Puerto Rico's governor on Wednesday asked for yet another review of a controversial contract awarded to Whitefish Energy, a two-person company from Montana that was awarded a $300 million contract to restore the island's electric infrastructure.
The company, whose Montana address leads to a log-and-stone cabin and an RV, has ties to President Trump's Interior Secretary Ryan Zinke, a former resident of Whitefish and an acquaintance of the company's CEO Andy Techmanski.
The lucrative deal was signed with no bidding process, and has raised multiple questions about how the decision to award the contract came about. Both company officials and the Department of Interior have said Zinke played no role in securing the contract.
On Wednesday, Puerto Rico Gov. Ricardo Rosselló asked John Roth, inspector general of the Department of Homeland Security, to review the contract.
In the letter, Rosselló also referenced a call with attorneys and officials at the Federal Emergency Management Agency, who said the contract "appeared to comply 10% with FEMA regulations." Officials, however, were continuing to obtain information on the contract procurement. The Puerto Rico's Office of Management and Budget is also reviewing the contract to make sure it adheres to Puerto Rico laws.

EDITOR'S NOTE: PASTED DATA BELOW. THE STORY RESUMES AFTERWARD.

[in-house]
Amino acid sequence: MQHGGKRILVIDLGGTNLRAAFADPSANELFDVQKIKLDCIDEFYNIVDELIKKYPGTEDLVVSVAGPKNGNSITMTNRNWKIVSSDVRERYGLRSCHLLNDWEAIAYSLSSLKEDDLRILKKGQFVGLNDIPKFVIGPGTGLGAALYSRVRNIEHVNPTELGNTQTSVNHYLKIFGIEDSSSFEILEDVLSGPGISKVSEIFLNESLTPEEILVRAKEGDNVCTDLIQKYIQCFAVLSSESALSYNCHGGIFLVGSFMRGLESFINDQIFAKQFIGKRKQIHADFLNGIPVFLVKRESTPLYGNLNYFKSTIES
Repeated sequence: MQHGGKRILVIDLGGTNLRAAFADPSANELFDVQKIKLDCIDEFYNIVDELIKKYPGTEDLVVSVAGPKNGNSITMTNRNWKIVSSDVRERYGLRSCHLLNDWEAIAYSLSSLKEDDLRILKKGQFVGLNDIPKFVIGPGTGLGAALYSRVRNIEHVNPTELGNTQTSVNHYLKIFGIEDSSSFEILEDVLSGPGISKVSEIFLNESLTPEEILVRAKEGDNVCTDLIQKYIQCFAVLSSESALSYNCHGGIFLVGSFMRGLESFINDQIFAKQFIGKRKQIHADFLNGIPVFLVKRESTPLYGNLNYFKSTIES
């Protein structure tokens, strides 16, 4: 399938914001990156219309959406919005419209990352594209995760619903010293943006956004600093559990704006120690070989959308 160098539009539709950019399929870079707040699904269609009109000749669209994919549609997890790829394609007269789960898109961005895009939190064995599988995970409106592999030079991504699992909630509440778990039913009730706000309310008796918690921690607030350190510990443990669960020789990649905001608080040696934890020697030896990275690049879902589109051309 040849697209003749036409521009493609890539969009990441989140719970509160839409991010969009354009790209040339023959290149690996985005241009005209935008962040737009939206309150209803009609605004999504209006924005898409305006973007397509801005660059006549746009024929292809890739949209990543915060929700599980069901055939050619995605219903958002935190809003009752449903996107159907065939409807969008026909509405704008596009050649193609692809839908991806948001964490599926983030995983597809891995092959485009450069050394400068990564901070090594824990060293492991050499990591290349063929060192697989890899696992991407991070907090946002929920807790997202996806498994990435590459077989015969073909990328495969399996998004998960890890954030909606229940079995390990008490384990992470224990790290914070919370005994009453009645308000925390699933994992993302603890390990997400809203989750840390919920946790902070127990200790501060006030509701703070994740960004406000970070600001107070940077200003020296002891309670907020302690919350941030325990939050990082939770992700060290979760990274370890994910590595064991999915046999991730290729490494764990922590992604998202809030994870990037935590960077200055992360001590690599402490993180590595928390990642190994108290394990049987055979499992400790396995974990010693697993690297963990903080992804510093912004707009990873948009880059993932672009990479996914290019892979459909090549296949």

Rosselló's request would add yet another government agency to review the contract with the Montana company. The House Committee on Natural Resources is also looking into the deal.
The contract has drawn criticism from San Juan Mayor Carmen Yulín Cruz who, on Twitter, not only raised questions on how the contract was obtained, but the benefits obtained by the company and its contractors in the deal.
Yulín Cruz, an outspoken critic of the Trump administration and its handling of recovery efforts in Puerto Rico, ended up arguing publicly with the company on Twitter; after she asked for transparency in the contract, the company responded by suggesting it would remove the 44 employees working at the time in San Juan.
Ken Luce, a spokesman for Whitefish Energy, told the Los Angeles Times that its response to withdraw its workers from San Juan was not a threat, but instead telling the mayor what would happen if the contract were voided.
"If we were to leave, the number of people in that tweet would not be working. That's a simple fact," Luce told the paper.
He also accused Yulín Cruz of "playing politics."
"We're getting stuff done," he told the Los Angeles Times. "People can question the contract, but they can't question that we're getting stuff done."
Hours later Wednesday night, the company tweeted a statement at Yulín Cruz and all of Puerto Rico, apologizing for the earlier tweet suggesting they would remove their workers from the city.
Yulín Cruz did not respond to it as of Wednesday night, but she did noticeable retweet an activist in Puerto Rico who asked the company if they planned to remove the earlier tweet, and also tweeted at the company, "Too little, too late."
Gov. Rosselló has asked the Department of Homeland Security's inspector general to complete the review by Oct. 30.